Doesn't really seem like graffiti when people are actually cleaning up the walls rather than painting on them, but there it is - reverse graffiti in South Africa. Inspired by the works of Paul Curtis (a reverse graffiti pioneer), a group of students in South Africa led by Martin Pace decided to clean up their town and scrub pictures into dirty walls. They've done a number of projects now, and really, the effect is quite beautiful.
Pace's first scrubbed wall was a dirty highway wall, where he used a metal brush to scrub a pictorial timeline of his town's architecture. Then he enlisted a few friends to help - Stathi Kongianos, JP Jordaan and Nick Ferreira, and they went to town on a number of other walls in the area. Among their accomplishments is a beautiful mural of trees and a giant “Sardine Run” (featuring a school of stencilled fish) swimming across a city bridge.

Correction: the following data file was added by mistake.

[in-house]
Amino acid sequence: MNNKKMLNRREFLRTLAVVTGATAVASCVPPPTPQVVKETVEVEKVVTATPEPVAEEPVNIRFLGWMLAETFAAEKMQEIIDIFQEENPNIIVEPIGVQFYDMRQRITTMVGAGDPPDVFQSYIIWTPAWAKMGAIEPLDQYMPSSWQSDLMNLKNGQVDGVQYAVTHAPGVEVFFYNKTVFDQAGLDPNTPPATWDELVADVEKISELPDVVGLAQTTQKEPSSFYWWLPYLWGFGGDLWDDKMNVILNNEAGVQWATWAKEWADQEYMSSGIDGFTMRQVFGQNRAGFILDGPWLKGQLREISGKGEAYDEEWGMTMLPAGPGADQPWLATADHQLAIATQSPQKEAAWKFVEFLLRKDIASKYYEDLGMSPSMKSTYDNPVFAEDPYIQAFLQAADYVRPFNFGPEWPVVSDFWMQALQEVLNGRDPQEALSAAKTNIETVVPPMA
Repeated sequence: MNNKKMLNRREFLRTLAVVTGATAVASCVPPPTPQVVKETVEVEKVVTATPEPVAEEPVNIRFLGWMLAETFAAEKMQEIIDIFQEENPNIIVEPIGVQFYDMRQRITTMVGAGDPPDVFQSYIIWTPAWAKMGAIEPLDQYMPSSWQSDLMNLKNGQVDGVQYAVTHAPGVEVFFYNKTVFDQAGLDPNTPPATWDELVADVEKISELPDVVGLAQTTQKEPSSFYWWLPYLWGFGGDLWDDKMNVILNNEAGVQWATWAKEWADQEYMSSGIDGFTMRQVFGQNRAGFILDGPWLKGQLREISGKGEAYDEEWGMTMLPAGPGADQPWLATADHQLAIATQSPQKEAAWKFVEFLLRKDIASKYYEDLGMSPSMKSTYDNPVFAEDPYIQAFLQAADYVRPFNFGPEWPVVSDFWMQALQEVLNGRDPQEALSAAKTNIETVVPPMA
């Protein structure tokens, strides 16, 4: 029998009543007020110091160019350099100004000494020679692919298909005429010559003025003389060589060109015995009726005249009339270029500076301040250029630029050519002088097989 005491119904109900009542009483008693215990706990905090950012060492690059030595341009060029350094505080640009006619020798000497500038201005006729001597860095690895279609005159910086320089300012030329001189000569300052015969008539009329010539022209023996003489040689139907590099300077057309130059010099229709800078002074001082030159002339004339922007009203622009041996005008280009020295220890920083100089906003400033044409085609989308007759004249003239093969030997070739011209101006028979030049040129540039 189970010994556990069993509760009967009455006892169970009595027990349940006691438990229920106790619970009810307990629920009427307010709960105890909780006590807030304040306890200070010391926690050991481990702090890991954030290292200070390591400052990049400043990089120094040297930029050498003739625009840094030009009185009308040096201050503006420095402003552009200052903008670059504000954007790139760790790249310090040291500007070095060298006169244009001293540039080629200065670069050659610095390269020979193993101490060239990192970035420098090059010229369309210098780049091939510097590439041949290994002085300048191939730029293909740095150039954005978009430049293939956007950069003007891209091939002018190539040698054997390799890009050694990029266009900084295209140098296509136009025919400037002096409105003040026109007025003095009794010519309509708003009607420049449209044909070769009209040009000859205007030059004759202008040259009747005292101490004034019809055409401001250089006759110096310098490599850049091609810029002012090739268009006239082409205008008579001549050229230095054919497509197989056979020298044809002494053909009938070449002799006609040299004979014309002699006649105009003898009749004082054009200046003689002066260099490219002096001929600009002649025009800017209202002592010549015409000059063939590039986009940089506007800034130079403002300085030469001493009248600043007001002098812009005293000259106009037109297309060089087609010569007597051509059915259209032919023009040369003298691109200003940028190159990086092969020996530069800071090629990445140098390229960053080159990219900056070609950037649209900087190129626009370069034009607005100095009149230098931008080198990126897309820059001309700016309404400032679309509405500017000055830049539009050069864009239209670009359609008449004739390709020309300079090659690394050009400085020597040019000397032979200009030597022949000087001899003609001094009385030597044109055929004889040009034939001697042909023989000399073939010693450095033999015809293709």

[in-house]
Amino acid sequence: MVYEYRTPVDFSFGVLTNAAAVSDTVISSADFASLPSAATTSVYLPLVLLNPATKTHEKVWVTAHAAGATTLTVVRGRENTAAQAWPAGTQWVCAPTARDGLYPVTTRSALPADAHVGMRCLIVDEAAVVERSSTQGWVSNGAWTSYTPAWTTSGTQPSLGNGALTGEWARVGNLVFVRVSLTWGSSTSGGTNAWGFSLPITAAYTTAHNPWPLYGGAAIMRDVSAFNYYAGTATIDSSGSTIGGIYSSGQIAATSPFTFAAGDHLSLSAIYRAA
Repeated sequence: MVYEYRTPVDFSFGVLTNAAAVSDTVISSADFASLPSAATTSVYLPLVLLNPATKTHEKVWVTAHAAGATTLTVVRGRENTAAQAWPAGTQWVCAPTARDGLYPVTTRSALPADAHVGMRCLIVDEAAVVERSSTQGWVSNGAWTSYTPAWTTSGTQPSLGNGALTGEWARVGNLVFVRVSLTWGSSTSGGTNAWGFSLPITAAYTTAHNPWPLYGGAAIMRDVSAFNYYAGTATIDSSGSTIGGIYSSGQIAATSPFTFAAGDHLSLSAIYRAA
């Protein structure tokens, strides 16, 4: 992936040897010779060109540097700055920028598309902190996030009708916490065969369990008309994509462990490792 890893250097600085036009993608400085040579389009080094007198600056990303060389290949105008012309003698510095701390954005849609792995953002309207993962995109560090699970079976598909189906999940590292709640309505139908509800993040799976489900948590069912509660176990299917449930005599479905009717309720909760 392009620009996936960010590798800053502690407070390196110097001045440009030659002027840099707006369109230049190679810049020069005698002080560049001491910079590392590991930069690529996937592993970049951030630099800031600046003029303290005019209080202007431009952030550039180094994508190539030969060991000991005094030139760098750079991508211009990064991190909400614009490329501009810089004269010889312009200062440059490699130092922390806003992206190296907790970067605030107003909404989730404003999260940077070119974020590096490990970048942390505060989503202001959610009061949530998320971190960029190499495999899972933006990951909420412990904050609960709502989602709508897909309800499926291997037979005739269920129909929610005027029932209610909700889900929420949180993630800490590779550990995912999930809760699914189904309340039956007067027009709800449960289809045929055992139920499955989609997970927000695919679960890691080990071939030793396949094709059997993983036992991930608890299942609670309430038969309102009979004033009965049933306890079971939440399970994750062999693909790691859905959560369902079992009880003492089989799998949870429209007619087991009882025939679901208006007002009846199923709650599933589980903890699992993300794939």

Since reverse graffiti isn't adding any new paint, it's not really illegal, especially since they're cleaning up the city's surfaces and not making them dirty. Of this fact, Pace said, “That’s the beauty of the whole project. We have had council guys in police cars stop us in the middle of the day while we are working and asking us if we have been commissioned to do this and when we answered no, they gave us thumbs up and said keep doing what you are doing.”